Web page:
As per usual, anything said during the show is subject to change by CIG and may not always be accurate at the time of posting. Also any mistakes you see that I may have missed, please let me know so I can correct them. Enjoy the show!
The May Subscriber Town Hall was hosted by Jared Huckaby with the shows guests being two members of the U.K. Props team: Ben Curtis, and Corey Banford.
[Who are you and what do you do?] Ben Curtis is the Lead Prop Artist at Foundry 42 U.K. who leads the prop team and makes the props you see in engine. Corey Banford is a Prop Artist who makes props... That's all.
[What did you do before Star Citizen Ben?] Started in the games industry 12 years ago in QA working at a racing studio. He worked on the WRC Franchise and Motorzone franchise which had 3 titles on the PS3 and one on the PS Vita. He continued working there at Evolution studios on a game called Drive Club for PS4 where after his job was done there he came over to Foundry 42 U.K. two and a half years ago.
[What did you do before Star Citizen Corey?] He studied at Tside University for game art and this is his first job in the games Industry so he's very excited to have his first job in the industry and one that happens to be working on Star Citizen. He's been with Foundry 42 U.K. For just about a year and a half.
[What does the props team actually do?] Corey: Basically the Props team makes everything you see in the environment that aren't bolted to the walls and don't fly around. Ben: So examples being chairs, trash cans, benches or things like room generators or even ship components. Special effects aren't something they do, just the objects.
[What ship components are you making?] They're doing power plants, quantum drives, avionics, shield generators, jump stabilizers, and many more items. They aren't responsible for the types of things they make as that's up to design, but they work with design to in order to facilitate of the needs of them and create whatever they desire.
They also help with the concept of the ship components and work with concept artists to make sure it fits the dimensions given and what the design team is looking for to achieve what is realistically possible.
[What does an Avionics component look like?] They're simple in concept, it's a box with a set of drawers which have the guts in them. They took lot of references from server bays and today's servers look pretty Sci-fi already so they were able to design some pretty cool looking components.
Ben's favourite looking component at this point is the quantum drives.
Ben segued into the components and how important it is for concept artists to stick within the parameters that they're given because you can't cheat when it comes to making the components as they're physical objects and props has to be able to make those concepts into exactly as they're presented to them without conflict.
For small ship items they've covered 5 different types of items and there's between 20-25 for each type so there's a lot of effort put into consistency between component type sizes and ship manufacturers as well.
Players will be able to see components and know what it is based off how it looks so you could go into a shipyard and go, yeah that's "so and so" power plant because it's crudely put together and rusty or finding a component that's shiny and well made which means it's "this" manufacturer.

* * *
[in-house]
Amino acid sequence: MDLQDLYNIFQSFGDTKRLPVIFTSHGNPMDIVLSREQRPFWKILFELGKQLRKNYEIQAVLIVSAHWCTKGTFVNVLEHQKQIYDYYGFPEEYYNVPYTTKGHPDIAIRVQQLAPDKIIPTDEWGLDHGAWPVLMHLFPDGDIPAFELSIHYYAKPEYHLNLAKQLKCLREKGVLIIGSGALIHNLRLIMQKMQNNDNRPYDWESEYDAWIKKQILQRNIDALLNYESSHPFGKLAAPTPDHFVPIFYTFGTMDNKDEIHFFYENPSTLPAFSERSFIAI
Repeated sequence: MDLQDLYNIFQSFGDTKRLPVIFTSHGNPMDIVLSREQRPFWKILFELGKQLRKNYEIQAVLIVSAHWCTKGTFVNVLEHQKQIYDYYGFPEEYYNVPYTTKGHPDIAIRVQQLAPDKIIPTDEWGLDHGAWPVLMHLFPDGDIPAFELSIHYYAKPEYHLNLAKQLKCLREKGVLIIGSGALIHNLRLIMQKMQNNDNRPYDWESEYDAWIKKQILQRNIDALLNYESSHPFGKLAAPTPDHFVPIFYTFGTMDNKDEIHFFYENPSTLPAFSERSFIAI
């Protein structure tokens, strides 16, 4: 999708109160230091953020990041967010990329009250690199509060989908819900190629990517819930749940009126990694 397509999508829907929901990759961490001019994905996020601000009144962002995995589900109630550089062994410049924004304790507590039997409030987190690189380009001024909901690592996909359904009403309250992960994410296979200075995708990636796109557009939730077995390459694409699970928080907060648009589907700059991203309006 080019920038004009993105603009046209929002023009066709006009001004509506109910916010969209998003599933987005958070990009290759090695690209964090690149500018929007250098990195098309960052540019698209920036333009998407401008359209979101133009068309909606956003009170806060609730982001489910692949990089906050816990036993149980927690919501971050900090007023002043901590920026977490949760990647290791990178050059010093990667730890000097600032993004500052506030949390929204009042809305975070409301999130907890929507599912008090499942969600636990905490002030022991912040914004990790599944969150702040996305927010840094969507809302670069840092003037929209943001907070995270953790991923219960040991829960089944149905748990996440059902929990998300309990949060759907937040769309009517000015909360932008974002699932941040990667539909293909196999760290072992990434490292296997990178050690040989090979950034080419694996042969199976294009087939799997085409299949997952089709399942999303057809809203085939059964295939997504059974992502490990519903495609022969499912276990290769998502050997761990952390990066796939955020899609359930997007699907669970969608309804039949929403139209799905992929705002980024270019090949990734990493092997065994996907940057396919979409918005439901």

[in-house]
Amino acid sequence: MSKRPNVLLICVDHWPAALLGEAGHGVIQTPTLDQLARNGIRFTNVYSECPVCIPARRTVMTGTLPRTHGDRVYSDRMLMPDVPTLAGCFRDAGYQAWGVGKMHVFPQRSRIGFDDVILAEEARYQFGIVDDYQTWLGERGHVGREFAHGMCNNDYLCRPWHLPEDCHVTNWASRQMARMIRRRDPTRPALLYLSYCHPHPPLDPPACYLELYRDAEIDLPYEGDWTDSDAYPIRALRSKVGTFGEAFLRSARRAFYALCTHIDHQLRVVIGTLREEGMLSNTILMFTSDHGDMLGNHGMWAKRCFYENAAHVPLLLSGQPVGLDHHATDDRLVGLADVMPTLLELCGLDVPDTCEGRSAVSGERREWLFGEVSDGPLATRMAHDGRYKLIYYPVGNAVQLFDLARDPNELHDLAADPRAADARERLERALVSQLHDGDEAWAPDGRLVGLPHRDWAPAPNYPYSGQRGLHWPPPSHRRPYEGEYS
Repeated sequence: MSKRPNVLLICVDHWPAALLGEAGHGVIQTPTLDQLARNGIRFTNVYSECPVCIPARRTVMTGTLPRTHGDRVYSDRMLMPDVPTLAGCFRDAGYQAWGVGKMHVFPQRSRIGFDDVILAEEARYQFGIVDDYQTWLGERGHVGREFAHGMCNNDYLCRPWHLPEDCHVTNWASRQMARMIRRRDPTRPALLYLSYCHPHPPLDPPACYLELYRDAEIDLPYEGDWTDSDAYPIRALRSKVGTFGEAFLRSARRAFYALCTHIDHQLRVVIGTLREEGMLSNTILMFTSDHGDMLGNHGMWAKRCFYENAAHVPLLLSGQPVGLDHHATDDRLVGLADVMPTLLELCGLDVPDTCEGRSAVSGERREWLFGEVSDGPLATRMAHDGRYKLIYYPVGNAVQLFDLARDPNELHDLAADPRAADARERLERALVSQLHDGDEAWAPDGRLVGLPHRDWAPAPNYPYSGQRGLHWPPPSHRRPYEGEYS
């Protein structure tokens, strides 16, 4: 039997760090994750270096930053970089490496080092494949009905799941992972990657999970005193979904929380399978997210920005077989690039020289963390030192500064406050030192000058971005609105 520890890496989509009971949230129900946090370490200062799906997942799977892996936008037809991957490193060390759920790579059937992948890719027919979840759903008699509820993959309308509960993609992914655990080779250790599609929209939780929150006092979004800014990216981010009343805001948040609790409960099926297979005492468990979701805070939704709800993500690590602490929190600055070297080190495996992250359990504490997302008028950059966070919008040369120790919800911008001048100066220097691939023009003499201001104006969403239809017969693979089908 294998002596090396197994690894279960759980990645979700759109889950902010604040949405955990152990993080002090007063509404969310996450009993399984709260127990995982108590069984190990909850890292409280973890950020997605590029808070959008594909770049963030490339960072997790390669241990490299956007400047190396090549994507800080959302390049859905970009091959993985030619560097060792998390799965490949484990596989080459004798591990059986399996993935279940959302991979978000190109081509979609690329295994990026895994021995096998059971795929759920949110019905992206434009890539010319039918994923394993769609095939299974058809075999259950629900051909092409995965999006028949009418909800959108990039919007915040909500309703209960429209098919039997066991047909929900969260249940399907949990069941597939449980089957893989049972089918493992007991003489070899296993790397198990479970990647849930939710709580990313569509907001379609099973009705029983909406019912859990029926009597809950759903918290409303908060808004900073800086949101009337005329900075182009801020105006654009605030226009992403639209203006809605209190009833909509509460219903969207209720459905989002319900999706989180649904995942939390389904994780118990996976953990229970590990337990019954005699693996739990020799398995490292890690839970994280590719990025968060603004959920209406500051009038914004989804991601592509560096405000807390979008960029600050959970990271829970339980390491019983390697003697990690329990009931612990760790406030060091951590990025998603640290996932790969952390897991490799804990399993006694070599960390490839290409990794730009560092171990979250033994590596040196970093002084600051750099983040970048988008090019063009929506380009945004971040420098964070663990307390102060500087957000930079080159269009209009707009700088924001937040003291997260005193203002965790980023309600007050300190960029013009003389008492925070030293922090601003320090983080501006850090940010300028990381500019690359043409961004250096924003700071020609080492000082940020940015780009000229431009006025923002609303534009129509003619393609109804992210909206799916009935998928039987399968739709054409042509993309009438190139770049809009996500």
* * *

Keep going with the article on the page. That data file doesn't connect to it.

[What's the process of making a shield generator?] For something with a lot of gameplay they wouldn't touch production of it until there's a design doc and designers know what they want the shield to do and if the internals need to be accessed.. They'll have a meeting with the concept team and kick things off if it's a new shield generator and get all the questions answered and once a concept has been drafted then it goes to Ben who will then schedule it and assign it to a prop artist to create it.
When starting the production of the generator, they start off in whitebox and it literally could be a plain square box, but that box meets the dimensions so that animators and other teams can begin work on the ship without having to wait for the prop team to finish the component fully. After the shape has been formed it goes to greybox to add the finer details and art to the actual prop and once that's completed it gets passed to the appropriate departments for them to do their work.
[What is your favourite prop that you've worked on in the game so far?] Corey: There's a lot, but one of his favourites was working on the GSS ARTEX locker which was one of his first assets that required animation and had him get into animation setup which he enjoyed a lot.
His answer later changed to a shield generator that he worked on, but couldn't remember what it looked like.
The body bags were fun to make because they were given the task of having the bags only squirt blood where the body was in the bag.
Some of ben's favourites are actually the periods of time just before a release because of everything coming together is neat to see. He also felt the some of the things in Star Marine were bang on.
[I love the booze cabinet flair because you can get drunk, are there any other ingame flair props planned to affect people?] Unfortunately that's a design decision as design gives them requests and not the other way around. Sometimes they'll give design an idea if they have a really good one, but otherwise it's not up to them. Ben says off the top of his head he's not sure, but he's sure there will be.